Recently at The Ranch, I went to a very enlightening class about beauty and aging. Vivian Diller, a former model and ballet dancer, now a psychologist, spoke about our culture’s obsession with youth and attractiveness. The name of the class was “Replace Magic Potions with Cognitive Solutions” and I have to say, it was one of the most interesting classes I’ve ever taken at The Ranch. Aging and beauty is something that most women, and even men, think about on a daily basis. Especially when society places such a big emphasis on looking youthful, as opposed to aging gracefully.
Not only is this point of view affecting women as we get older, but it also has a huge affect on young girls who grow up with a skewed view of what it is to look beautiful. Mainly because the person we see on a billboard, in a magazine, and on television is really not that person at all. Thanks to photo editing, a model who is already beautiful, can be tweaked to look otherworldly. Take a look at the video below to see what I mean.
Vivian showed this video from back in 2006 during her class. Imagine what advertising campaigns can do now with the advances in technology. I think I actually remember seeing this video back then, but it was just as shocking to see it today. I’m glad to say that today, I don’t really pay much attention to advertising campaigns. But when I was younger, I was pretty obsessed with fashion magazines, comparing myself to models and thinking I had to look like them, which is pretty ridiculous when I think about it now. However, with young girls growing up today looking at these models in advertisements for inspiration, it’s no wonder that most girls and women have distorted views about their looks. Who can live up to these computer generated images? No one. Not even the models.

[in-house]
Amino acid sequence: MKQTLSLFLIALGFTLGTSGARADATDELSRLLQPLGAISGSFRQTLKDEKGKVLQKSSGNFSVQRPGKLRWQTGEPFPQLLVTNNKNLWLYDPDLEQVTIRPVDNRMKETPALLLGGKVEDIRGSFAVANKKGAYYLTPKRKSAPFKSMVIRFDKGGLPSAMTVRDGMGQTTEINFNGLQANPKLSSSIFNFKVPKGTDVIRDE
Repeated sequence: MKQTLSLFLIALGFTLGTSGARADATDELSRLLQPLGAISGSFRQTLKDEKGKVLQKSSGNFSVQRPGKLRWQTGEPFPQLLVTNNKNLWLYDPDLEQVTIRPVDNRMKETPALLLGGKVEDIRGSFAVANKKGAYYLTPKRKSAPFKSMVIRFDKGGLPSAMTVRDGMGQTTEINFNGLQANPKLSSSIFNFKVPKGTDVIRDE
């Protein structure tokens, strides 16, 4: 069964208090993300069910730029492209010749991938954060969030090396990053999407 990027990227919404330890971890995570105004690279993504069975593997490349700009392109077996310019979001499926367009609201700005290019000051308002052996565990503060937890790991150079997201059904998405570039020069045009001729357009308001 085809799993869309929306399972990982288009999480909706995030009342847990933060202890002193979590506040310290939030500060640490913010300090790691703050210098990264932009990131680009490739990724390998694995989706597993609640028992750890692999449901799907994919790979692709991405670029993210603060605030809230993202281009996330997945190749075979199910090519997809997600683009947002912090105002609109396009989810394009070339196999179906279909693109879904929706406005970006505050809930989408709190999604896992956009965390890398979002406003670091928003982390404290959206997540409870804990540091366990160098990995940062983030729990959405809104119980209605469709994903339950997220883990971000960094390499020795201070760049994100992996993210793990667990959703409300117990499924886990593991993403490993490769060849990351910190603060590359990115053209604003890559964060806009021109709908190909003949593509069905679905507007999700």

Vivian mentioned that eating disorders and plastic surgery are on the rise. Trying to be thin and look young has become a part of our culture. And it’s not just in the U.S., but also widespread across Europe and Asia. Vivian suggested that instead of trying to look permanently youthful, why not focus on taking care of yourself and try to look good for your age? This is something that has been on my mind now that I’m approaching my mid 30s as I’m realizing my 20s are really gone and that I’ll be in my 40s soon enough. There is a part of me that doesn’t want to let go of my youth, but there’s another side of me that is exhausted by trying to look young. Thinking about it actually makes me look tired. All in all I’m pretty happy with the way I look now, but I can’t lie, aging scares me a little. I’ve found that the good thing about getting older is that I care less about the way I look and more about taking care of myself. The result has been that I look better (way better) now than I did in my early 20s.
Another interesting point that Vivian made is that our culture views aging as a disease. This is so true, isn’t it? The fact is that there is nothing we can do about aging. It’s going to happen no matter what, so we might as well accept it. Easier said than done, right? When we’re bombarded with ads and slogans all about anti-aging, it’s hard to feel good about aging. But it’s really all about perspective, which is the crux of what Vivian’s class was about. Confidence, treating your body well, how you carry yourself and how you treat people will make you more attractive, no matter what your age is. And I wholeheartedly agree with her about that.